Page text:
pertaining to or concerned with quality or qualities.

Origin of qualitative

1600–10; < Late Latin quālitātīvus, equivalent to quālitāt- (stem of quālitās) quality + -īvus -ive
Related formsqual·i·ta·tive·ly, adverbnon·qual·i·ta·tive, adjectivenon·qual·i·ta·tive·ly, adverb
Can be confusedqualitative quantitative
Dictionary.com Unabridged Based on the Random House Unabridged Dictionary, © Random House, Inc. 2019

Related Words for qualitative

subjective, approximate, conditional, dependent, partial

Examples from the Web for qualitative

Contemporary Examples of qualitative

Historical Examples of qualitative

  • Cases of complete anosmia and qualitative obtuseness are not uncommon.

    Criminal Man

    Gina Lombroso-Ferrero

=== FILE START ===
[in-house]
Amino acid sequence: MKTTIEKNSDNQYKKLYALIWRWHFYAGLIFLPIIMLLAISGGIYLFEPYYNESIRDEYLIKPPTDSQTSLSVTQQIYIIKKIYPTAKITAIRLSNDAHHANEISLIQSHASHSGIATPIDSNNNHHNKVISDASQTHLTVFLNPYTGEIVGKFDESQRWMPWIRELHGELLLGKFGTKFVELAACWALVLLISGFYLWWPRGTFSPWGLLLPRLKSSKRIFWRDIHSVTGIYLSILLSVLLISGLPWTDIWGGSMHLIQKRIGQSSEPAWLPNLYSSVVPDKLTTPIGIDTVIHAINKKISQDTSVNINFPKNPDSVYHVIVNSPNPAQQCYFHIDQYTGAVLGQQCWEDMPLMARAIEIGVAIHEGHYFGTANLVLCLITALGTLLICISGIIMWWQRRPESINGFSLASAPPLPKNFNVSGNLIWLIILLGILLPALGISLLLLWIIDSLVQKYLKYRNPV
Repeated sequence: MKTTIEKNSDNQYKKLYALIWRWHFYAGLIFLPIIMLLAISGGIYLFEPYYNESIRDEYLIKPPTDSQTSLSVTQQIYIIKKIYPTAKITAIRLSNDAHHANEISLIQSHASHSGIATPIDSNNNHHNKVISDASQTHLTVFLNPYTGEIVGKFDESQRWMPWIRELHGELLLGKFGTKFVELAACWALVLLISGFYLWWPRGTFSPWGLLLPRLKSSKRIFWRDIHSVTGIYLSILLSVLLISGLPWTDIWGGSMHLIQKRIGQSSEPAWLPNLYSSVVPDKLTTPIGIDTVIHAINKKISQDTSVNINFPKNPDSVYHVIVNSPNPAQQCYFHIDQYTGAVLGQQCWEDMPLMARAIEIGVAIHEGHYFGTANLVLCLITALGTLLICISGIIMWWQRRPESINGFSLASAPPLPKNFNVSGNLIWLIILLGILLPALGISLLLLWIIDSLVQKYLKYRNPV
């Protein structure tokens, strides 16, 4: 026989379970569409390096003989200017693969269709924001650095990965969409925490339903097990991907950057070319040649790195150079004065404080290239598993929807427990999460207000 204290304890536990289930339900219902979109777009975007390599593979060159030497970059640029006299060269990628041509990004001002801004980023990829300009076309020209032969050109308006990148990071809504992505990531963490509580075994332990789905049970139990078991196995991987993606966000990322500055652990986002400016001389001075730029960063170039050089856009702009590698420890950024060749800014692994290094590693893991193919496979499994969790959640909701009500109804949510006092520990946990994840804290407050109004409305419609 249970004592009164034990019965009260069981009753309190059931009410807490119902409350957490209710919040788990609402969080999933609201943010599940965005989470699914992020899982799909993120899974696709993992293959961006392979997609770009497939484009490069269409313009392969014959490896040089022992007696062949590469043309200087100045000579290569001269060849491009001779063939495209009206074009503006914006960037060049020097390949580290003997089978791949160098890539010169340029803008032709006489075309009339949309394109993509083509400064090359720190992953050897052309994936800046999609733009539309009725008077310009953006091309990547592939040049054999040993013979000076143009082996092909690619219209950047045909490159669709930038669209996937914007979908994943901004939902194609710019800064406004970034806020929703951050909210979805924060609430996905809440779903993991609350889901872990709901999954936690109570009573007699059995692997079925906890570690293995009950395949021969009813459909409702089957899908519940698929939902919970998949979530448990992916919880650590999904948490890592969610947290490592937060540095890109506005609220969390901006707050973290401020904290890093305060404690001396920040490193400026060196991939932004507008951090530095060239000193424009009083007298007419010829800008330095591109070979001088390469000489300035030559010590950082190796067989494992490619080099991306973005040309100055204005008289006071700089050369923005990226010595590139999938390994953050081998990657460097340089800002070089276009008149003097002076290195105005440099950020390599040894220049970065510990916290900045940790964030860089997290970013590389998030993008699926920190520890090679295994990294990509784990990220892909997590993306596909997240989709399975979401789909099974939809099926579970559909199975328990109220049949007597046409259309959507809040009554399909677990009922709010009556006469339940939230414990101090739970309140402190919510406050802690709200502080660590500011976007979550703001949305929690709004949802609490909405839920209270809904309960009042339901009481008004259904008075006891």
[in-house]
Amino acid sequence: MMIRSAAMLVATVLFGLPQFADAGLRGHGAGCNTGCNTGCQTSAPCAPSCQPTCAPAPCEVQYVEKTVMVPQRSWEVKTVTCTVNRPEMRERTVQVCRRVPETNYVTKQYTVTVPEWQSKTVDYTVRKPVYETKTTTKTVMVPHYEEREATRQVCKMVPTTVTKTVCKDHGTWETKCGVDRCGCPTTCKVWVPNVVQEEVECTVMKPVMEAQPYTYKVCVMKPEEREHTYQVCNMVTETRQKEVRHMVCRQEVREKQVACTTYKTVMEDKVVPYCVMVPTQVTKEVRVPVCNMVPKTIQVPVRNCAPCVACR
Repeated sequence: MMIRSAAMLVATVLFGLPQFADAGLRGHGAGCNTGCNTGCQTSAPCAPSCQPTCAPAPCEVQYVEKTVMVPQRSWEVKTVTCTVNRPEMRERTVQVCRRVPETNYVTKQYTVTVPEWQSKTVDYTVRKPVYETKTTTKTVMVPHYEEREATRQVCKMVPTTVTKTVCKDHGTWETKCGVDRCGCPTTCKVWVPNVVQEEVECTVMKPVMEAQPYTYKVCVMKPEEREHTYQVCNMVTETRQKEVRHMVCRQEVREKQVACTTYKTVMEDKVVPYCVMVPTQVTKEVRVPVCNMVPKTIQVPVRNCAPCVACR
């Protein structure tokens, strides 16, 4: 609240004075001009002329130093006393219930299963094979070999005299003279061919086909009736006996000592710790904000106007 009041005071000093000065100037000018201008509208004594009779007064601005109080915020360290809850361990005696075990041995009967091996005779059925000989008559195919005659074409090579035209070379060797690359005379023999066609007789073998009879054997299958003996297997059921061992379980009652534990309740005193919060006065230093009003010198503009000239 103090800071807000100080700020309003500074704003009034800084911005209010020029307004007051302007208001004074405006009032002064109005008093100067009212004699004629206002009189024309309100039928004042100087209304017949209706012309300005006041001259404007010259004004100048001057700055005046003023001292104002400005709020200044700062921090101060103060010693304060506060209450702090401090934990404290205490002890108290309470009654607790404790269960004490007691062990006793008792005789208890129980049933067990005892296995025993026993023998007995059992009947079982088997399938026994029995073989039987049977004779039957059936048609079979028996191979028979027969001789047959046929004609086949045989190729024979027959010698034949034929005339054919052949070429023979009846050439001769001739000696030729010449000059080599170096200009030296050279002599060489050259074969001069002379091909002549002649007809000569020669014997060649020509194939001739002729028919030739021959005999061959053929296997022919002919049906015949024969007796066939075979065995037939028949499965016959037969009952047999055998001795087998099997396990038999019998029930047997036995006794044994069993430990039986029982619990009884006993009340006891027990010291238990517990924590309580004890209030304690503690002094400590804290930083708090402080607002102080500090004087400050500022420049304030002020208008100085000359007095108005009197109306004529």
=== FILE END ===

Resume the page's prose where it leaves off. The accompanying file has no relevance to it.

• It has always been known that there is qualitative relation.

    Mind and Motion and Monism

    George John Romanes

  • Labor, Marx pointed out, has two sides, the qualitative and the quantitative.


    John Spargo

  • That this is only quantitative, not qualitative, he has already shown.

  • The infinity of God is not a quantitative, but a qualitative infinity.

    Christianity and Greek Philosophy

    Benjamin Franklin Cocker

British Dictionary definitions for qualitative



involving or relating to distinctions based on quality or qualitiesCompare quantitative
Derived Formsqualitatively, adverb
Collins English Dictionary - Complete & Unabridged 2012 Digital Edition © William Collins Sons & Co. Ltd. 1979, 1986 © HarperCollins Publishers 1998, 2000, 2003, 2005, 2006, 2007, 2009, 2012

Word Origin and History for qualitative

early 15c., "that produces a (physical) quality," from Medieval Latin qualitativus "relating to quality," from stem of Latin qualitas "a quality, property, nature" (see quality). Meaning "concerned with quality" is from c.1600 in English, from French qualitatif or Medieval Latin qualitativus. Related: Qualitatively.

Online Etymology Dictionary, © 2010 Douglas Harper